(Recasts, adds quotes from U.N. officials and U.S. and Russian diplomats, details)
By Michelle Nichols
UNITED NATIONS, May 2 (Reuters) - Ethnic violence in South Sudan risks spiraling into genocide, with the country's leaders locked in a personal struggle for power, top U.N. officials said on Friday as a U.N. Security Council showdown looms over calls to impose targeted sanctions.
Thousands of people have been killed and more than 1 million have fled their homes since fighting erupted in the world's newest nation in December between troops backing President Salva Kiir and soldiers loyal to his sacked deputy, Riek Machar.
The fighting has exacerbated ethnic tensions between Kiir's Dinka people and Machar's Nuer.
Adama Dieng, U.N. special adviser on prevention of genocide, and U.N. Human Rights chief Navi Pillay briefed the 15-member council on Friday. Dieng said the ethnic slaughter of hundred of civilians in Bentui and an attack on a U.N. peacekeeping base in Bor last month had changed the course of the conflict.
"If such attacks are not immediately halted it could plunge the country into serious violence that could spiral out of control," said Dieng, who has visited South Sudan with Pillay. "In the current situation, we see elements that we could categorize as risk factors of genocide and other atrocity crimes."
U.S. Secretary of State John Kerry warned on Thursday that the conflict could descend into genocide. He visited Juba on Friday and urged Kiir and Machar to urgently meet for face-to-face peace talks.
Pillay said she feared that South Sudan's leaders were "locked in a purely personal power struggle, with little or no regard for the appalling suffering that it inflicts on their people."
During their visit, Pillay and Dieng warned those leaders they would "inevitably be the subject of international investigations regarding the extent of their knowledge of war crimes and crimes against humanity committed by subordinates under their authority and their failure to take reasonable measures to prevent such crimes."
Several Security Council members called for the situation in South Sudan to be referred to the International Criminal Court.
USA VERSUS RUSSIA
U.S. Ambassador to the United Nations Samantha Power urged the council on Friday to consider imposing targeted sanctions in parallel with such action by the United States in a bid to stop the "outrageous attacks" on civilians and the U.N. peacekeeping mission in South Sudan, which is known as UNMISS.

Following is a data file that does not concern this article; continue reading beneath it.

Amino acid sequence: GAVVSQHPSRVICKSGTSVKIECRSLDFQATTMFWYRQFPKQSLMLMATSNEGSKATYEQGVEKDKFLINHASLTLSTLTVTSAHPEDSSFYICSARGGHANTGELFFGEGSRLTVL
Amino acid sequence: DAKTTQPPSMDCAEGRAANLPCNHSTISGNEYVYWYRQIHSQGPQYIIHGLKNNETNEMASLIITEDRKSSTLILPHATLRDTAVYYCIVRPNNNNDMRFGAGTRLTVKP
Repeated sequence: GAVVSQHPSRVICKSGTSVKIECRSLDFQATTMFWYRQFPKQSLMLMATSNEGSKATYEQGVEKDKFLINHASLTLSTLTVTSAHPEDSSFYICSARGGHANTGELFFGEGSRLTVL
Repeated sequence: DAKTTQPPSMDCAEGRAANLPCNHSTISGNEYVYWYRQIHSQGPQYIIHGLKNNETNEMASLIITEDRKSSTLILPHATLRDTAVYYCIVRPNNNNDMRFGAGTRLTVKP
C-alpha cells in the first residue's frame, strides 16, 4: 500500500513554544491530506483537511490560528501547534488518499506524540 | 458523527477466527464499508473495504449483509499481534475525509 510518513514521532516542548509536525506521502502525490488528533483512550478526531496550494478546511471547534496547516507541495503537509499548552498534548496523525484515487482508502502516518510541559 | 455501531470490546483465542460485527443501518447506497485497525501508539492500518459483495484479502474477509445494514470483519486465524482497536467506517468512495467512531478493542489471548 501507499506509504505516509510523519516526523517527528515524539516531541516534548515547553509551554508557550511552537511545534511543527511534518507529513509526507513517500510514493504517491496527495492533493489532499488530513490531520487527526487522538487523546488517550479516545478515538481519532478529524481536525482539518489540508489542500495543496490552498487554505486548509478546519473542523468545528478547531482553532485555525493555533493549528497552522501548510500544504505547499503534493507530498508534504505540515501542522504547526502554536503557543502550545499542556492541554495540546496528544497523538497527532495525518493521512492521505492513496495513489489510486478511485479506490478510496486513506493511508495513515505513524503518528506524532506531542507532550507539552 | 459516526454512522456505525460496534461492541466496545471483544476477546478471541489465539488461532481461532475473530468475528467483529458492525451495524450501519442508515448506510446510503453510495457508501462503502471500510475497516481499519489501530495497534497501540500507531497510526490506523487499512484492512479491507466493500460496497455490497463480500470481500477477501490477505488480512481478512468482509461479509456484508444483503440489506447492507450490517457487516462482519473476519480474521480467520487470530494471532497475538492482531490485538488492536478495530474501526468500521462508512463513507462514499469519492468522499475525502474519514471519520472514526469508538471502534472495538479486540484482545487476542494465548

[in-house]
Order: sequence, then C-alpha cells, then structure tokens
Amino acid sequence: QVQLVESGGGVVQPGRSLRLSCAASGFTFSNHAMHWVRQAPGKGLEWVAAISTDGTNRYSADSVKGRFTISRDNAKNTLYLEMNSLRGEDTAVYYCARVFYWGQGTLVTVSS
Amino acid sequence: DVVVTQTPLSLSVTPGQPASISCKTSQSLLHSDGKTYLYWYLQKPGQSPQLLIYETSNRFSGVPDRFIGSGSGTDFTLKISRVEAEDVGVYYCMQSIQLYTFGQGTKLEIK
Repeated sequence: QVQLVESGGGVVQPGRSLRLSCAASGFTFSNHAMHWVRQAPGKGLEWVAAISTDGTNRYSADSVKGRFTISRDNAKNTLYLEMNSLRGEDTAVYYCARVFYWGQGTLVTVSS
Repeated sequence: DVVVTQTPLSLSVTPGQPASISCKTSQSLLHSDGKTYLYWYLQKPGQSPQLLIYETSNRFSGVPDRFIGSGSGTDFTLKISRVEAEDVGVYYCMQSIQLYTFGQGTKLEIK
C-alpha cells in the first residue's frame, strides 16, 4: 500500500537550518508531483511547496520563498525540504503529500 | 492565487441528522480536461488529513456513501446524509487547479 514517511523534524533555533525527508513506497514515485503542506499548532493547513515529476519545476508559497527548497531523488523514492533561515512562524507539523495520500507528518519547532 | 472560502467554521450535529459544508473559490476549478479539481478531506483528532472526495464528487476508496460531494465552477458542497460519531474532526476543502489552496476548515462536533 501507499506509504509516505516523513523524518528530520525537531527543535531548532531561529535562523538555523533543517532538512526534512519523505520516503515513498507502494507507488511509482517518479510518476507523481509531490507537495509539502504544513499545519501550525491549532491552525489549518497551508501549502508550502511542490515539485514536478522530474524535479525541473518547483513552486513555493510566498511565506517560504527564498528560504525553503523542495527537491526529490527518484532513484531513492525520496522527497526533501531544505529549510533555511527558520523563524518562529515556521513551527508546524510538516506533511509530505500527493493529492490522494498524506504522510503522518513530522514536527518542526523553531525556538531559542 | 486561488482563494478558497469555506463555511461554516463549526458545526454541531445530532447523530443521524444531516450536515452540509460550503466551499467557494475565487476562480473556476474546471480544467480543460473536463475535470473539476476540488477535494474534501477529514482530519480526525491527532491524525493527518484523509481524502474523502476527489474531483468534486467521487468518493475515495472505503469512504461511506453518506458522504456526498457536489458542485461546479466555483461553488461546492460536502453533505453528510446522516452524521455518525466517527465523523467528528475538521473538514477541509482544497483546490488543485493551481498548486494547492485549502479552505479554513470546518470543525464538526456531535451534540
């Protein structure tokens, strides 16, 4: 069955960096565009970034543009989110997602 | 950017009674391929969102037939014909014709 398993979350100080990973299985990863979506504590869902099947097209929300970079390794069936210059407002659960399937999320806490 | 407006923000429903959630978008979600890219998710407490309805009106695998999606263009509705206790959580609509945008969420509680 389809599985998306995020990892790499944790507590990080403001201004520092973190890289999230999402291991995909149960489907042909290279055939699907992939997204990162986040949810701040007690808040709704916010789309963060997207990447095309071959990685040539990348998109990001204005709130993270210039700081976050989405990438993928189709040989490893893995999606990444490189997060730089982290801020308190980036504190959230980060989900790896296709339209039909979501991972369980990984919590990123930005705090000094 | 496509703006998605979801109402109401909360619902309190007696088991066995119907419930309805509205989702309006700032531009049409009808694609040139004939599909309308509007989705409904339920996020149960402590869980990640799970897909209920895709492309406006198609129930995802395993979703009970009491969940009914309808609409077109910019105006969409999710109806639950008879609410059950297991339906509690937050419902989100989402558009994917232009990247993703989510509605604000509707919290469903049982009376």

"In the coming days my government will join in circulating a resolution that will revise the mandate of UNMISS to focus more fully on civilian protection, human rights monitoring and investigation and the delivery of food and other emergency supplies," Power said.
"This council should take up that resolution with the urgency that this crisis demands," she said.
The United States and the European Union have threatened South Sudan with sanctions. President Barack Obama last month authorized possible targeted sanctions against those committing human rights abuses in South Sudan or undermining democracy and obstructing the peace process.
The Security Council needs to renew the mandate for the U.N. mission by July. In December, it approved almost doubling the number of peacekeepers to 12,500 troops as violence worsened but so far less than half of those 5,500 reinforcements have arrived.
Russia's deputy U.N. ambassador, Alexander Pankin, said the calls for targeted sanctions should be addressed "extremely warily and cautiously" and that the opinions of leading regional actors on such an initiative should be canvassed.
"Our extensive, collective experience shows that sanctions are far from a panacea and never have been an effective instrument for achieving a political settlement of conflict," Pankin told the Security Council.
Pankin's remarks come after the United States and the European Union have imposed several rounds of sanctions on Russian individuals and companies to try to persuade President Vladimir Putin to halt any interference in Russian-speaking areas of eastern Ukraine amid the country's escalating crisis.
China, the biggest investor in South Sudan's oil industry, has previously said it would "conscientiously participate" in Security Council discussions, but stopped short of saying whether it would support sanctions for South Sudan. (Reporting by Michelle Nichols; Editing by G Crosse and Mohammad Zargham)